Awe is an emotion that pulls us out of ourselves. Literally. The me-centered parts of our brain slow down when we experience awe.
What does that have to do with tears and goosebumps? At the very end of the podcast, Keltner explains that strong emotions give us goosebumps—emotions like awe. The phenomenon of goosebumps is the same phenomenon that makes your cat bristle up if you sneak up on them or they’re hissing at another cat invading their space. We don’t have fur like cats or dogs anymore, but what hair we have is standing on end when we get goosebumps.
In mammalian evolution, we would fluff up our fur so we could huddle together for warmth and safety in the face of threats. Goosebumps are connected to those experiences of community and connection. Primatologist Jane Goodall observed the goosebump phenomenon in apes when they looked at a waterfall. We’re hard-wired for awe and awe is about connection to something bigger than ourselves.
And tearing up? Of course, we cry when we’re angry or sad. But that unique feeling of tearing up at a wedding or a parade or a sappy commercial or when Buffy shares her power with all the other potentials or a story about Beethoven or ghost stories? Research shows what those experiences tend to have in common is community. We cry when we see people forming community. Or reinforcing community. When the audience responds to Beethoven’s symphony. When a ghost story suggests that even after death, maybe we’re not alone. What moves us most frequently are our attempts to bridge the great, lonely divide between us.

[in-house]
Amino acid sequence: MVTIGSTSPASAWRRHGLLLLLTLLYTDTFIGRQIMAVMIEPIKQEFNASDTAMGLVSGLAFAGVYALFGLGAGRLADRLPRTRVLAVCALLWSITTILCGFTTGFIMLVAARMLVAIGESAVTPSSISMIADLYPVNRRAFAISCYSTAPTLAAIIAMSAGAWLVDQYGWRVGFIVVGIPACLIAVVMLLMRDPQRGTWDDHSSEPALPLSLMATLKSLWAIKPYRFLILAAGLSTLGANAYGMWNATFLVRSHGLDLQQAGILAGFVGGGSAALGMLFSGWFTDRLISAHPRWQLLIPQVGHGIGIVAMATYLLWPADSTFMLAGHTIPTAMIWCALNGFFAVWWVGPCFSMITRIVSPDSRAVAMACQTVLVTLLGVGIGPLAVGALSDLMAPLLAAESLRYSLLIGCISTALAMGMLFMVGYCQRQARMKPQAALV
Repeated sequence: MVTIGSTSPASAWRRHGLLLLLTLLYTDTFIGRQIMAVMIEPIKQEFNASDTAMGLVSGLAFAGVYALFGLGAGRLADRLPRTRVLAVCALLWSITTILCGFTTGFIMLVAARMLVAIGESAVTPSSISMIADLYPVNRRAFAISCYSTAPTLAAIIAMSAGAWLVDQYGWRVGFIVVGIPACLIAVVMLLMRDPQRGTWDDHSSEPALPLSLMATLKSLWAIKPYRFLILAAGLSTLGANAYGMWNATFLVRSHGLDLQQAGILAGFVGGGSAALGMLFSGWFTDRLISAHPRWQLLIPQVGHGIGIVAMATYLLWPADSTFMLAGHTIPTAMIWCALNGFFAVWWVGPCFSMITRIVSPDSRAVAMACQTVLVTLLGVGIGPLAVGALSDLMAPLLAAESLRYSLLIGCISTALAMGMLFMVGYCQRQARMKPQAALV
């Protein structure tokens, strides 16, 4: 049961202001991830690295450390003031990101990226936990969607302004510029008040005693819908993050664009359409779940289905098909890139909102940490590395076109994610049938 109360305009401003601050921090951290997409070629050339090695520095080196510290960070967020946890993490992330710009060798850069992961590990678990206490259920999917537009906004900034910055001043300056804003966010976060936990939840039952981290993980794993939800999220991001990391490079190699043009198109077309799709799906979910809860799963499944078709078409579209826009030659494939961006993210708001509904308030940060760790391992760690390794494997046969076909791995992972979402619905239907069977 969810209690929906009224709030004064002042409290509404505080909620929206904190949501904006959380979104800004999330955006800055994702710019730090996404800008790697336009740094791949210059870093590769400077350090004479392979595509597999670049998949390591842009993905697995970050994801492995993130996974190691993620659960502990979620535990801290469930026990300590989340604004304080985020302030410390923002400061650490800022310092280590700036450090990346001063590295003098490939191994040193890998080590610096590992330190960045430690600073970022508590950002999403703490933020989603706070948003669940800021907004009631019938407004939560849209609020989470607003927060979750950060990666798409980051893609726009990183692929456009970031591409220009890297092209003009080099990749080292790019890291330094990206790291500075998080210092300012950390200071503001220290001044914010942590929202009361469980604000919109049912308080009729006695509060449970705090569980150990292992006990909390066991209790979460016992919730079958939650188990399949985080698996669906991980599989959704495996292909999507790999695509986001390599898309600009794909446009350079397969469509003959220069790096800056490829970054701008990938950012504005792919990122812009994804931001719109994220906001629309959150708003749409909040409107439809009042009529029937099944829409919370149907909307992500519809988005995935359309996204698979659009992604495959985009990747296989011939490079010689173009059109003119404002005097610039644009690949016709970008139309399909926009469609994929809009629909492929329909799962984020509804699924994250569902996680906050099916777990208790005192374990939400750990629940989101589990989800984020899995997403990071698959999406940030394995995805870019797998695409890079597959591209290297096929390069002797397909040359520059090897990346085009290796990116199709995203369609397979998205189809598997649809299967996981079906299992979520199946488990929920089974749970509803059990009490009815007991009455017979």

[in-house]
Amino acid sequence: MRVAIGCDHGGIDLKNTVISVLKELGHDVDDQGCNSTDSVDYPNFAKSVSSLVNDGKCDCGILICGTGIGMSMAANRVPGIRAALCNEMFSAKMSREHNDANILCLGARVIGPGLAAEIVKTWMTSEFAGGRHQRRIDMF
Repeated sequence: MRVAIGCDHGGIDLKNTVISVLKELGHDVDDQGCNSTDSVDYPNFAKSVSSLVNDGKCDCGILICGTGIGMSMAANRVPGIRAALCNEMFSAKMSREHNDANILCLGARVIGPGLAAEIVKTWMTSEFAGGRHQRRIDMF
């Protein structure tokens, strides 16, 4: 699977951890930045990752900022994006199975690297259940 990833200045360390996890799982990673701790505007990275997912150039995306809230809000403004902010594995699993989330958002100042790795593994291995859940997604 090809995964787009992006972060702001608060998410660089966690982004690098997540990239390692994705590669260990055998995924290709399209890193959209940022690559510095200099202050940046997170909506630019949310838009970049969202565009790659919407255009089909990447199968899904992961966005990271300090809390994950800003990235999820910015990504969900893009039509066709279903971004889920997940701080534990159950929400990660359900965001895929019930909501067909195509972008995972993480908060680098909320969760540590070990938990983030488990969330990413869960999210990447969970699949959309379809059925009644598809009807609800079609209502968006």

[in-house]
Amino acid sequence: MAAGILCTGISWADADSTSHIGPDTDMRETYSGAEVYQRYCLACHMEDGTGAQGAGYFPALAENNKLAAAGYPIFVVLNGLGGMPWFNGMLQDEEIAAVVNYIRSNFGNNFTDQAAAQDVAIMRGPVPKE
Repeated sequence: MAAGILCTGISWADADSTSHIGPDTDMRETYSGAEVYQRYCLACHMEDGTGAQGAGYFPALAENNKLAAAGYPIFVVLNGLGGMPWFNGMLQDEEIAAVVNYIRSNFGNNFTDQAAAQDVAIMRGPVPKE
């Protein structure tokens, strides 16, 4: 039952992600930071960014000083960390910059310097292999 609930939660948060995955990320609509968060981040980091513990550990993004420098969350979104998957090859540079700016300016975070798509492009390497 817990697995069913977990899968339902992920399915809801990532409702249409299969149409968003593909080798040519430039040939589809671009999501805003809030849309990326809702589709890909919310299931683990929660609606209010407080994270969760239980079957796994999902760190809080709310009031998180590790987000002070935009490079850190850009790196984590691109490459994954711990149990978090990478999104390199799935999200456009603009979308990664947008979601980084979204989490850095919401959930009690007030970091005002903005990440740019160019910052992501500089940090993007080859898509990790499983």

Which makes me tear up just a little bit.
The same day I wrote this, I read this essay about the effect of smartphones on kids’ health (mental, but I think it has to be physical, too, because it’s all the same thing). Check it out if you’re interested, but there’s a suggestion that things like teen pregnancy, teen car accidents and bullying are down. Good news, but it’s mostly because all those things require teens to leave the house (well, except for cyber bullying) and they don’t as much anymore. So, good, but also, sad?
It got me thinking that we may have all forgotten how to form community and connection or never learned in the first place. I have lots of thoughts on this topic, but wondered what you think?
How do you go about forming community and connection? What makes it easier? If you could break it down into baby steps, what would it look like? So let me have it—how do you make community?
Bittersweet: How Sorrow and Longing Make Us Whole by Susan Cain
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Ciao for now!
P.S. And now, your moment of Zen…Borrowed Light
I live in a historic town (in fact, Madison’s historic district is the largest contiguous national historic landmark in the United States, not to brag), which means all our buildings are much closer together than you’d get in a lot of other small towns. That’s just how they built things in the 19th century. I share a wall with my neighbor, as do a lot of buildings in Madison. There’s a street of row houses that might make you think you’ve landed in Philadelphia.
Living close together like this has its advantages and disadvantages. Natural light comes at a premium if you have buildings on both sides. Luckily, our house sits next to a church. The church is painted white, which means we get a lot of reflective light. In this picture, you can see some of that reflected light through the window and the shadow of a little bird wind chime that hangs there.
Of course, the church didn’t paint their building white for our benefit. That’s just the color most churches are. Still, as often as I can, I make myself stop and appreciate the soft glow of our house is in the mornings, even though the sun never shines directly through our windows that time of day. We turn our lights on only on the cloudy days. We move through our days in borrowed brightness. It’s an unexpected gift that comes precisely from our proximity, a reminder of the light that shines into our lives from unexpected places. - Robyn